This is the theme of an email I received from a Monastic Immersion Weekend guest this morning. The MIW ‘changed his life’ and I think changed a lot of lives. This was a special retreat for 16 men living with the monks for three and a half days, praying with them, listening to them in conferences, interacting with them all weekend long formally and informally.
There is something almost indescribable about living together and doing everything together at the monastery for three and a half days. You not only get to know each other, but you get to know yourself better, which is what I think that MIW participant was saying. The combination of silence with communal prayer is really what the monastic life is all about and what we can take from the monastic life while living in the world.
Father Joseph set the tone for the weekend during the orientation and question and answer period on the first night. Helping us see the time we will have as important in our spiritual life and encouraging us to be present in the moment during the weekend.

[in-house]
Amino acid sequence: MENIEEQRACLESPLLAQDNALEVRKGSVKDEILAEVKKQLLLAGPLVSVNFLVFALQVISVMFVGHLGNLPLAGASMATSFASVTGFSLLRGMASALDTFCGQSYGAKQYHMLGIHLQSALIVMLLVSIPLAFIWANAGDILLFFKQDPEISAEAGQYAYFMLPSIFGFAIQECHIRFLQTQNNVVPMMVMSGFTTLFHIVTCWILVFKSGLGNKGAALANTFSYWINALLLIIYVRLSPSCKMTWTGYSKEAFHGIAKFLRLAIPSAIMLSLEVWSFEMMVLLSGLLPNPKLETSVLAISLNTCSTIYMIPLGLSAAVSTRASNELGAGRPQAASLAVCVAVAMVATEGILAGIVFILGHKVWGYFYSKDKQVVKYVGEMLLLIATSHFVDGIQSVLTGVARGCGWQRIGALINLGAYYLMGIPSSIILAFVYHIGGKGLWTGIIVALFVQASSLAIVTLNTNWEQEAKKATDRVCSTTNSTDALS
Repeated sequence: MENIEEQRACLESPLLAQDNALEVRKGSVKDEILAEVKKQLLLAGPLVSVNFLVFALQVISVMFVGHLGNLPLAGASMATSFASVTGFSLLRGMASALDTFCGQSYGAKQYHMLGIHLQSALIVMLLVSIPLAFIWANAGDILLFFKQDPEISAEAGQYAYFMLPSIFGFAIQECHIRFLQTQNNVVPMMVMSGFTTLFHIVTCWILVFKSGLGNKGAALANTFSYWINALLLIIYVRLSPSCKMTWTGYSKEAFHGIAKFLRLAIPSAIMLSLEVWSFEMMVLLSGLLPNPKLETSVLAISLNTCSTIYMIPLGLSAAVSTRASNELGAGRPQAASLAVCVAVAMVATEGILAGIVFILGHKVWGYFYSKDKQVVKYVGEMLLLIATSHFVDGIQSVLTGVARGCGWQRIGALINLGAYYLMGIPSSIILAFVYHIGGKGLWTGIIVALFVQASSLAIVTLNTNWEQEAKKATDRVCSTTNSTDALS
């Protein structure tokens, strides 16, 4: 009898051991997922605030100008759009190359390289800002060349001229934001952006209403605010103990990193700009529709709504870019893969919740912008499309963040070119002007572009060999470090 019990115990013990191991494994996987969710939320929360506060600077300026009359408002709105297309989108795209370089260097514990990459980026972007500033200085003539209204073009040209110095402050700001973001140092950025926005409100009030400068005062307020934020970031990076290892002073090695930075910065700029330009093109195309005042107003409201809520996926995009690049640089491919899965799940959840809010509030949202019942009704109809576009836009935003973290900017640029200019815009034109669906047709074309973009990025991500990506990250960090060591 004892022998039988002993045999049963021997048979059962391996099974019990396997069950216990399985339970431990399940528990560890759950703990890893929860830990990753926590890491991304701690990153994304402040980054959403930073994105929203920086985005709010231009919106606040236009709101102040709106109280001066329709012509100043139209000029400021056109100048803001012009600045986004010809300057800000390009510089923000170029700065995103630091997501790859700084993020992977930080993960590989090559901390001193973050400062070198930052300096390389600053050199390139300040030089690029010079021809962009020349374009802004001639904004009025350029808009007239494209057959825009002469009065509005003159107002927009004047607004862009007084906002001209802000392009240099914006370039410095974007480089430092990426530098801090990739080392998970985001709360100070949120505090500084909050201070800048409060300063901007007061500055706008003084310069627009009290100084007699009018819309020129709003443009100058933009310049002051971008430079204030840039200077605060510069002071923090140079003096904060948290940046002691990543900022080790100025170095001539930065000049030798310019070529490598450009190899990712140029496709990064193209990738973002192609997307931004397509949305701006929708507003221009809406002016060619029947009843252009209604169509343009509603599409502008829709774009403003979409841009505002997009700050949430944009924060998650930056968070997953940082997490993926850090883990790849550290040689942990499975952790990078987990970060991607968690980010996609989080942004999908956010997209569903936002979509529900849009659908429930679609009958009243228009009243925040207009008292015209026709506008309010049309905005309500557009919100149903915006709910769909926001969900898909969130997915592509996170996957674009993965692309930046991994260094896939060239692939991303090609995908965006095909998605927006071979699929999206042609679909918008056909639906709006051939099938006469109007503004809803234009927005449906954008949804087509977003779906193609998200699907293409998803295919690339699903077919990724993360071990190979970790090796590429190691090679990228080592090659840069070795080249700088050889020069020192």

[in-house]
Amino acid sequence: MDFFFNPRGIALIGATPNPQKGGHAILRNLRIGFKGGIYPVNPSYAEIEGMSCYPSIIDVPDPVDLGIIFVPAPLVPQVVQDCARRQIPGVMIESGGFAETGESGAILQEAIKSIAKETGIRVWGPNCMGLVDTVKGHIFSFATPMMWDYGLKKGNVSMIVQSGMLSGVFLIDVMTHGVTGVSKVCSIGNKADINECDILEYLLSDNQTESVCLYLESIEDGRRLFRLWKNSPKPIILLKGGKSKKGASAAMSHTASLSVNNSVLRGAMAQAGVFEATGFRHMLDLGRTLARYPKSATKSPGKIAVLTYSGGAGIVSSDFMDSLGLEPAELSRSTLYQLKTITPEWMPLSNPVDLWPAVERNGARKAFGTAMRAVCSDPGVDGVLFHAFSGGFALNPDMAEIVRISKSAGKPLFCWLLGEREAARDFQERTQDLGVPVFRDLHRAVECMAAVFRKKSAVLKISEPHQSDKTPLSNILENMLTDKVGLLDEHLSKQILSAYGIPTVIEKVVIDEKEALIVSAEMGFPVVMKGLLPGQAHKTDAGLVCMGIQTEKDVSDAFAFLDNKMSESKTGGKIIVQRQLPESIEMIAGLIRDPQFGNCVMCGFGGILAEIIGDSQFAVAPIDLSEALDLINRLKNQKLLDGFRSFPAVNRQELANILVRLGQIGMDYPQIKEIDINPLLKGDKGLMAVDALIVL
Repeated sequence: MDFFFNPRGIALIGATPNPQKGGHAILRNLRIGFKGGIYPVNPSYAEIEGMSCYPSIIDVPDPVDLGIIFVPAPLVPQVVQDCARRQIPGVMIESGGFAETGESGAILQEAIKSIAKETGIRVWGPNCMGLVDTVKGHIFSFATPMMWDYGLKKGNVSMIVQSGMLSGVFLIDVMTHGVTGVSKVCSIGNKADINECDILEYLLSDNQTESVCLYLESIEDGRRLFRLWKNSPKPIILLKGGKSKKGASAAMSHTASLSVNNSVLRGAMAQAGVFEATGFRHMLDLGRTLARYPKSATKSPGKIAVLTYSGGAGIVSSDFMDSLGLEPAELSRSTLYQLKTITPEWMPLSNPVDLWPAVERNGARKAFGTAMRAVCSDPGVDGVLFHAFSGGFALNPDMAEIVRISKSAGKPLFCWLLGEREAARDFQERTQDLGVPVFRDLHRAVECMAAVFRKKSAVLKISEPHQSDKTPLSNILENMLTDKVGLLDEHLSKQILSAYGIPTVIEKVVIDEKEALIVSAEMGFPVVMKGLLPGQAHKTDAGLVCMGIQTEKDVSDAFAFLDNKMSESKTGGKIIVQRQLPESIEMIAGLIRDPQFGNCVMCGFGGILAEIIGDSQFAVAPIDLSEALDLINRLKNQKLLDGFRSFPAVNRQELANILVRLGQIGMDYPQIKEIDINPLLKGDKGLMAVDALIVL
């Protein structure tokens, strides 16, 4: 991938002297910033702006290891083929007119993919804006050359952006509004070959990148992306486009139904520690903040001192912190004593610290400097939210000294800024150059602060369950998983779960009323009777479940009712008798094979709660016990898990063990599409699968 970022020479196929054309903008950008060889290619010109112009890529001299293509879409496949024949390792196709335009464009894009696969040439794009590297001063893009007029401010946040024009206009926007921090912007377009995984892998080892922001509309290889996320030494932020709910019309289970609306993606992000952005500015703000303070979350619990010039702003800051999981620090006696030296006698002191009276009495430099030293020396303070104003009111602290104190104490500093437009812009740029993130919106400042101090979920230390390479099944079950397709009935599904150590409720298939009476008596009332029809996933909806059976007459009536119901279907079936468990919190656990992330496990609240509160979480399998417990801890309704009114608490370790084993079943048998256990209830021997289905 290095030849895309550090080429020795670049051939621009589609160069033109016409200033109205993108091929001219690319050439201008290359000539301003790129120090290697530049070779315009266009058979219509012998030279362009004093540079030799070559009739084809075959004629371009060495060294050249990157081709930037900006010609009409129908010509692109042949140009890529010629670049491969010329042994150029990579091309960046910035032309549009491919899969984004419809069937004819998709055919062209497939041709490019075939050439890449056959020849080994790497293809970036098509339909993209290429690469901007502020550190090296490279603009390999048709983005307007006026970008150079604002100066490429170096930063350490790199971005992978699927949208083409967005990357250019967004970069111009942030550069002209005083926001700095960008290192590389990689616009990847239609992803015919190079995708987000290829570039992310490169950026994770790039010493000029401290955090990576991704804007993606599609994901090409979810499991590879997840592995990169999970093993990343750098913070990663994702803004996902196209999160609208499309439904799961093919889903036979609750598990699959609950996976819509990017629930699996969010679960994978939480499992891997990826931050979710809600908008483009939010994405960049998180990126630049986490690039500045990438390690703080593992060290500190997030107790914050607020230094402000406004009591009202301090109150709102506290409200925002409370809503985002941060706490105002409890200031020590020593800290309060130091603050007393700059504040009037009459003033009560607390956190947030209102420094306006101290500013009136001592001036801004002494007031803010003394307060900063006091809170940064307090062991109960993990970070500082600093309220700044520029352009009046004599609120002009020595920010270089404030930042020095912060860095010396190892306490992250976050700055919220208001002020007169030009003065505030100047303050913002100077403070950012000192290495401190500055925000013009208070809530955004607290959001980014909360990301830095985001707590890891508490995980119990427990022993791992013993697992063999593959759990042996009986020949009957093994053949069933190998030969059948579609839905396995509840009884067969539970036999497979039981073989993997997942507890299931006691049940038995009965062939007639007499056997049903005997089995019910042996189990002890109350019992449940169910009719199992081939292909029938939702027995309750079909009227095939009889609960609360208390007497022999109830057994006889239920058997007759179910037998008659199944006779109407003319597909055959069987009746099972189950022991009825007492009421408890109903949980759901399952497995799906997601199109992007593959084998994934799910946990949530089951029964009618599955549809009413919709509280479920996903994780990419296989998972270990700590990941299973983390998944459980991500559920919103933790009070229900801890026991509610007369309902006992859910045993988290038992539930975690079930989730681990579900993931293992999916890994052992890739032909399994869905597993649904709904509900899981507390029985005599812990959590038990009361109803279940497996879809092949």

Sister Kathy Ullrich’s teaching on Saturday morning about ‘contemplative life today’ helped us understand Fuga Mundi–the flight from the world–that is at the heart of monastic life. But she helped us understand it from both her perspective and ours! Fuga Mundi doesn’t have to mean leaving for a monastery if our hearts are also seeing opportunity to ‘flee the world’ at times in our everyday lives… we can find silence and solitude even in the midst of our busy lives. We can find community too, in our family and church and perhaps prayer group.
Father James helped us understand work as prayer–ora et labora–prayer and work… He helped us understand ‘how’ we work matters as much as what we work on. That intentionality-being present in this moment and this time doing this task, is in fact prayer. And being distracted or just getting the job done to get it done isn’t…that’s just work.
Then on Sunday as a wrap up we had a conversation about how to take some of this stuff home with us. We looked at the basic components of monastic life and asked ‘what can I do with this?’ We realized we too can have a rhythm of prayer; we can also make our work prayer; we can find communities that reinforce our relationship–and dependence–on God. In fact we found a lot from monastic life we can use in our lives.
We had a great weekend together–the participants in the MIW and the monks–because the monks get as much out of this interaction as the retreatants do. And oh how we loved adding 16 voices to choir! We began to sound like the Mormon Tabernacle Choir by the end of the weekend (well, not exactly).